Independent Leagues Top 10 Prospects

When bearing down on the Eastern League, scouts are looking to see who will be the all-stars of the future. When surveying the independent Frontier League, scouts have to aim lower. You probably won’™t find a future all-star playing in Rockford, Fargo-Moorhead or Pensacola, but there are future big leaguers to be found. The Padres know that, as they watched former Frontier League lefthander Joe Thatcher allow one run in his first 14 outings. The Yankees saw righthander Edwar Ramirez go from the United League to their big league bullpen in less than a year. Chris Coste turned himself into a catcher in the Northern League and eventually earned a spot on the Phillies roster, where he’™s hit over .300 in each of the past two seasons.

Scouts spend a lot of time on the road for a reason. Not many players fall through the cracks, but occasionally one does. With that in mind, here are the top prospects in independent baseball compiled after surveying managers from around the country. To keep the focus on prospects only players 25 and younger were considered.

Chico (Golden)

Nava has been proving doubters wrong for years. As a walk-on, he was cut during tryouts at Santa Clara in 2003, so he played two seasons in junior college and batted better than .400. Those gaudy statistics convinced Santa Clara to give him a chance, and he responded by leading the West Coast Conference in 2006 in batting (.395) and on-base percentage (.496) and making the all-conference team.

That still wasn’™t enough to get Nava drafted, so he turned to the Chico Outlaws, who added him when two other players failed to show up. The 24-year-old led the league in batting (.371) and on-base percentage (.475) and was among the league leaders in most every offensive category. He ended up leading Chico to the league title and was named the league’™s MVP.

The switch-hitting Nava showed an advanced mindset at the plate with a good two-strike approach. Although his lefthanded swing is a little smoother than his righthanded swing, he has power from both sides. He led the league in outfield assists while playing right field, though his manager Mark Parent said he could play center field.

“He can hit. He has a major league approach to hitting,” Parent said. “If you watch batting practice you might wonder what is he doing, but he takes batting practice like Eddie Murray.”

San Angelo (United)

After their success with Ramirez, it’™s no surprise the Yankees went back to the United League this year. They landed Artz, who went 1-4, 2.86 in 28 innings with San Angelo. His most impressive stat was a 46-3 strikeout-walk ratio. He went to low Class A Charleston and was just as effective, going 2-1, 2.97 with 27 strikeouts and six walks in 20 innings while holding hitters to a .137 average.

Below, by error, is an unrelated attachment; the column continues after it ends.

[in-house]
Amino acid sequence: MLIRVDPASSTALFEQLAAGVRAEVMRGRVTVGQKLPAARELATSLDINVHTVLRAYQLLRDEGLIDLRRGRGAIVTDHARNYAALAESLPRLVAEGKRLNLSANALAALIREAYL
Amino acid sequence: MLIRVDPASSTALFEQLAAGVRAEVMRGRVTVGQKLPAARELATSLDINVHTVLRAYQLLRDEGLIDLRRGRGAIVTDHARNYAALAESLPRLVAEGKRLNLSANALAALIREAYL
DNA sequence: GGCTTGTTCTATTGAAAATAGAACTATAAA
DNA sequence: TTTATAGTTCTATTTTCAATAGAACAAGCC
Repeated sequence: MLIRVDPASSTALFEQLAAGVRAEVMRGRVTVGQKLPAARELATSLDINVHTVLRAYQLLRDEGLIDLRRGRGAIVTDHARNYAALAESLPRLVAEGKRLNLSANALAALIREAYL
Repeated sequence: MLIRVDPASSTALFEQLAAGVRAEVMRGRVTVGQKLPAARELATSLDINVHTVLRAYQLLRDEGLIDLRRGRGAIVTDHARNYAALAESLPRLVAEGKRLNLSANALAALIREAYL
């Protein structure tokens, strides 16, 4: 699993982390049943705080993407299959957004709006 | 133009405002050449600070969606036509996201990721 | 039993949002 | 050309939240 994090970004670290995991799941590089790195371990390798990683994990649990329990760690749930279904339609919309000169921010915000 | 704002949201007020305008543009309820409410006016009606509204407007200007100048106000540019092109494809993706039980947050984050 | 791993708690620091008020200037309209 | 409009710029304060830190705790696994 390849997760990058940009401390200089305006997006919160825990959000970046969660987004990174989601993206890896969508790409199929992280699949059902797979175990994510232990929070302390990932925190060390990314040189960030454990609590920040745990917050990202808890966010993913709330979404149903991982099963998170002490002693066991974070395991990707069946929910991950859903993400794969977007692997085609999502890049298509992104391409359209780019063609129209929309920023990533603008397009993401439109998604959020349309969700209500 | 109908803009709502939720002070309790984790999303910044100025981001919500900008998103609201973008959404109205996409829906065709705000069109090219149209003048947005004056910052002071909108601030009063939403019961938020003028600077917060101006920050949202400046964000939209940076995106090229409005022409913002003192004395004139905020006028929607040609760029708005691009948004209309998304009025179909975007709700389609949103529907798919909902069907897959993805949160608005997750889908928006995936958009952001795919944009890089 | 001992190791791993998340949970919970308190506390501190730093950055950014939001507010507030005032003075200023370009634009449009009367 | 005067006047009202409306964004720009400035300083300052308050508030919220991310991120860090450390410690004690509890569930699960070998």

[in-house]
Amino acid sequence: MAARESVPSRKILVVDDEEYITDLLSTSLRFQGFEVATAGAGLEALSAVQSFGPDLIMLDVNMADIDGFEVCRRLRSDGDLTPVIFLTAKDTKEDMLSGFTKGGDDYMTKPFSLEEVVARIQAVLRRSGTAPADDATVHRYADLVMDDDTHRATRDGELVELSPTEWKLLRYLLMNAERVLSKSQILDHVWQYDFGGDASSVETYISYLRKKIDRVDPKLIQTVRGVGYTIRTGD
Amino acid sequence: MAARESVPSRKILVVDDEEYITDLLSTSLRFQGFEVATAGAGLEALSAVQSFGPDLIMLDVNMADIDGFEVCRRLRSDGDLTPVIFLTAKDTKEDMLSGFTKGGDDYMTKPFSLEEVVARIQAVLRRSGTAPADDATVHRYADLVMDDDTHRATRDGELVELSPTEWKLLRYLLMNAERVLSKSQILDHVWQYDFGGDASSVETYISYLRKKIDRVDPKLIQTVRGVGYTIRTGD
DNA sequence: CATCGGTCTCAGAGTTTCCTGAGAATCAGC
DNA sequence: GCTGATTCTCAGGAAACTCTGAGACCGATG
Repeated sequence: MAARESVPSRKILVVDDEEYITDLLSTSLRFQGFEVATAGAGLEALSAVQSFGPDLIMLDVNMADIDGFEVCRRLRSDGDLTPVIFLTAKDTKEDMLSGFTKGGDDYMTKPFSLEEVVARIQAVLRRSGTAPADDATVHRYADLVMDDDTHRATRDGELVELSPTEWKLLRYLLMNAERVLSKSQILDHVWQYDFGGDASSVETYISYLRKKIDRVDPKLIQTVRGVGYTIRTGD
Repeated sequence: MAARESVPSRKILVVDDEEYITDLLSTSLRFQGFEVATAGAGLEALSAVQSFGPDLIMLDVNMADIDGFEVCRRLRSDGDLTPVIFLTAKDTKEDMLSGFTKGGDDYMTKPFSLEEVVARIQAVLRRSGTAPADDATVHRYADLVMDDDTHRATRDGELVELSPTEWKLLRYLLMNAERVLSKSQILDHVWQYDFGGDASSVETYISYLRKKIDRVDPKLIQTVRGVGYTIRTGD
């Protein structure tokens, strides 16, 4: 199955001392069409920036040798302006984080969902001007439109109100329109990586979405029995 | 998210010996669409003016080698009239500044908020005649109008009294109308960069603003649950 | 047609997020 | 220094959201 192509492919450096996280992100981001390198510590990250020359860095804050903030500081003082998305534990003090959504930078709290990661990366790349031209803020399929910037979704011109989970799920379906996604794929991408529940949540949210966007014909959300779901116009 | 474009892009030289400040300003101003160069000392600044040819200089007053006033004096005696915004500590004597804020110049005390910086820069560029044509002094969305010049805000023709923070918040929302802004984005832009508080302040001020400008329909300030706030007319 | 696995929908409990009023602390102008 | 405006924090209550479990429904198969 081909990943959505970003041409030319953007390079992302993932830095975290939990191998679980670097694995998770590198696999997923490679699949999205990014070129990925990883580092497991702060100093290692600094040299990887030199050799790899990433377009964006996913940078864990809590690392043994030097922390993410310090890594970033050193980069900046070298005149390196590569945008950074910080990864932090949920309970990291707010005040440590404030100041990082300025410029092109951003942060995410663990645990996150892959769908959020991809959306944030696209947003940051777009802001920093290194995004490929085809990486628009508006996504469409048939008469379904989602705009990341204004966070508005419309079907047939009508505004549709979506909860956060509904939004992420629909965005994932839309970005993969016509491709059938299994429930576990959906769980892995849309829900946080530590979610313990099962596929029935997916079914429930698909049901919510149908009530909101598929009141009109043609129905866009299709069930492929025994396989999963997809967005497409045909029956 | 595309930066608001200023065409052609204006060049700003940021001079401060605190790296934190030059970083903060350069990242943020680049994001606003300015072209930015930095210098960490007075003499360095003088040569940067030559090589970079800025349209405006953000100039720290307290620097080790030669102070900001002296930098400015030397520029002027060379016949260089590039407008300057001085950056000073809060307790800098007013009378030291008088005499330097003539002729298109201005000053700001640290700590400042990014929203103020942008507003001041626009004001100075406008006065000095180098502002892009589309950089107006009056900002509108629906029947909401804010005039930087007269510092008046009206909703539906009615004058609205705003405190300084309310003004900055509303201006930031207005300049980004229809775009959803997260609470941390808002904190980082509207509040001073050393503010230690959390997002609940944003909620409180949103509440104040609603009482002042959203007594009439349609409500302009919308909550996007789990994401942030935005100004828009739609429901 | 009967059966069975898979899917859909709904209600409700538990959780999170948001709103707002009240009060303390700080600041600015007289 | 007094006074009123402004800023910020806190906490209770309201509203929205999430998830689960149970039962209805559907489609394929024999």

Artz, 23, was signed by San Angelo manager Doc Edwards out of Samford when he was recommended by an ex-teammate. His calling card is a 91-93 mph fastball that he commands to both sides of the plate. His next-best pitch is a cut fastball and he also has a fringe-average breaking ball. He also has a split he’™s working on developing.

Artz has some deception in his delivery, which has made it tough for hitters to pick up his pitches, and he has a reasonably athletic frame.

Winnipeg (Northern)

Alen, a 22-year-old from Venezuela, spent the 2006 season in Italy after playing four years in the Marlins organization. He was a light-hitting catcher with the Marlins, hitting .230/.289/.280 in 391 career at-bats before being released in 2005.

The Goldeyes weren’™t expecting much offensively, but they knew that he was a solid defensive catcher with an outstanding arm. The arm was just as good as advertised, and he registered consistent 1.8-1.85-second pop times (the time from the catcher’™s mitt to the second baseman’™s glove on a throw) while showing a quick release and accuracy. He gunned out 31 percent of basestealers as one of the youngest players in a league dominated by minor league veterans.

But what was surprising was Alen’™s development as a hitter. He hit .333/.396/.453 to finish eighth in the Northern League in batting. He struck out 20 times in 285 at-bats. His swing is not particularly short, but he does have a plan at the plate and shortens up if he falls behind in the count.

“He has a plan in every at-bat. He gets good wood on the ball,” Winnipeg manager Rick Forney said. “The power will come. He hit a hard .330 with a lot of line drives.”

Reno (Golden)

The 23-year-old spent the first half of the season finishing up his senior year at Belmont (Tenn.) University, where he hit .323 with a team-high 15 home runs. He still ended up leading the Golden League in home runs (18) and slugging percentage (.628). He also finished in the top 10 in batting (.326).

Simmons showed power to all fields, with a smooth lefty stroke and the ability to drive the ball out to center field. He does need to refine his approach against offspeed pitches, but he made adjustments as the season went along. He’™s an average runner.

Simmons is likely limited to left field. He was recruited by Belmont as a pitcher, and he was clocked at 87-88 mph in high school, but he tore his labrum as a high school senior, which necessitated the move to the outfield. He needs to refine his throwing mechanics and quicken his release to improve his below-average arm.